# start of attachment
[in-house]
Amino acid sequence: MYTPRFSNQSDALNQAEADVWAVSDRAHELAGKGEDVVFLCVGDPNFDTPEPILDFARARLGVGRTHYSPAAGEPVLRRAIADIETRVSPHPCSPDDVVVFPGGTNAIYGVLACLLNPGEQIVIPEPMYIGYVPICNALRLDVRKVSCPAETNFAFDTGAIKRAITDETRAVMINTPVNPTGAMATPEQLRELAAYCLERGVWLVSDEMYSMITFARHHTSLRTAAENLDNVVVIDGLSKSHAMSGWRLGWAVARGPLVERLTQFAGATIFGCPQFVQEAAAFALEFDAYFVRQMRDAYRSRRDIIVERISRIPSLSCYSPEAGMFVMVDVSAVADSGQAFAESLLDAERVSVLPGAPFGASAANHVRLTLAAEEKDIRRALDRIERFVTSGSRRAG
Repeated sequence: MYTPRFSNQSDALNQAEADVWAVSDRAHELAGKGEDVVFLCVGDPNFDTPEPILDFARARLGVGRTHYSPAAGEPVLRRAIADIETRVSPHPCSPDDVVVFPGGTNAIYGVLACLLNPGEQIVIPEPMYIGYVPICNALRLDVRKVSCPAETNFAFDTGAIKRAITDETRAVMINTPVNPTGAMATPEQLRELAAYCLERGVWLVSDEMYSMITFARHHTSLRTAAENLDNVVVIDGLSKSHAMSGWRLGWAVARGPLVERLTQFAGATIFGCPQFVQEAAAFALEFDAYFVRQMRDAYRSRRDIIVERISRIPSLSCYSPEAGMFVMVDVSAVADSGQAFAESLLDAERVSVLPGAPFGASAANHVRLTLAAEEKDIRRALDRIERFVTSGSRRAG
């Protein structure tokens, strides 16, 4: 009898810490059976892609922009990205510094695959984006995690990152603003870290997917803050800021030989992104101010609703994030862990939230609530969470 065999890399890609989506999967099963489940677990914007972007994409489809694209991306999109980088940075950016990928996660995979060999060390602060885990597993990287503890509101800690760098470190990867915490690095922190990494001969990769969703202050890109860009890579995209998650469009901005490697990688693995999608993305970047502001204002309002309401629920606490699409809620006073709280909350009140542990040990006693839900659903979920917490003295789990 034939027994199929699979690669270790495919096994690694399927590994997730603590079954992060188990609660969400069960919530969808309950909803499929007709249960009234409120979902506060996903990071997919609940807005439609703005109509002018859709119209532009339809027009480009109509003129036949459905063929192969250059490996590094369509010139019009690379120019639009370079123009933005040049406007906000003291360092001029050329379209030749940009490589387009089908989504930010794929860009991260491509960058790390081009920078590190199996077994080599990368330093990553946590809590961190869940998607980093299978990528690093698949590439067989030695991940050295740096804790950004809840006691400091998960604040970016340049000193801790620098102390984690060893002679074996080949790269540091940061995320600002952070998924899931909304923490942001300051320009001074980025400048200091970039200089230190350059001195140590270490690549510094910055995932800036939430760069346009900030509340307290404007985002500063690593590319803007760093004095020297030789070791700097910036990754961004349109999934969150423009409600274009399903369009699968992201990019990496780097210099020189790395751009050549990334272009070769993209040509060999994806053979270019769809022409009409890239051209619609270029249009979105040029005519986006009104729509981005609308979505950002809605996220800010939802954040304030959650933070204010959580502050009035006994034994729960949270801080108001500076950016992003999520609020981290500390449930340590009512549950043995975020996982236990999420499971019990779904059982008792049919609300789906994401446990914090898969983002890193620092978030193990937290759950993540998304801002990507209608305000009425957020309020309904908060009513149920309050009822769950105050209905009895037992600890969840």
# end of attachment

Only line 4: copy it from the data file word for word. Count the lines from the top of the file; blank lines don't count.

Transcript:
């Protein structure tokens, strides 16, 4: 009898810490059976892609922009990205510094695959984006995690990152603003870290997917803050800021030989992104101010609703994030862990939230609530969470 065999890399890609989506999967099963489940677990914007972007994409489809694209991306999109980088940075950016990928996660995979060999060390602060885990597993990287503890509101800690760098470190990867915490690095922190990494001969990769969703202050890109860009890579995209998650469009901005490697990688693995999608993305970047502001204002309002309401629920606490699409809620006073709280909350009140542990040990006693839900659903979920917490003295789990 034939027994199929699979690669270790495919096994690694399927590994997730603590079954992060188990609660969400069960919530969808309950909803499929007709249960009234409120979902506060996903990071997919609940807005439609703005109509002018859709119209532009339809027009480009109509003129036949459905063929192969250059490996590094369509010139019009690379120019639009370079123009933005040049406007906000003291360092001029050329379209030749940009490589387009089908989504930010794929860009991260491509960058790390081009920078590190199996077994080599990368330093990553946590809590961190869940998607980093299978990528690093698949590439067989030695991940050295740096804790950004809840006691400091998960604040970016340049000193801790620098102390984690060893002679074996080949790269540091940061995320600002952070998924899931909304923490942001300051320009001074980025400048200091970039200089230190350059001195140590270490690549510094910055995932800036939430760069346009900030509340307290404007985002500063690593590319803007760093004095020297030789070791700097910036990754961004349109999934969150423009409600274009399903369009699968992201990019990496780097210099020189790395751009050549990334272009070769993209040509060999994806053979270019769809022409009409890239051209619609270029249009979105040029005519986006009104729509981005609308979505950002809605996220800010939802954040304030959650933070204010959580502050009035006994034994729960949270801080108001500076950016992003999520609020981290500390449930340590009512549950043995975020996982236990999420499971019990779904059982008792049919609300789906994401446990914090898969983002890193620092978030193990937290759950993540998304801002990507209608305000009425957020309020309904908060009513149920309050009822769950105050209905009895037992600890969840």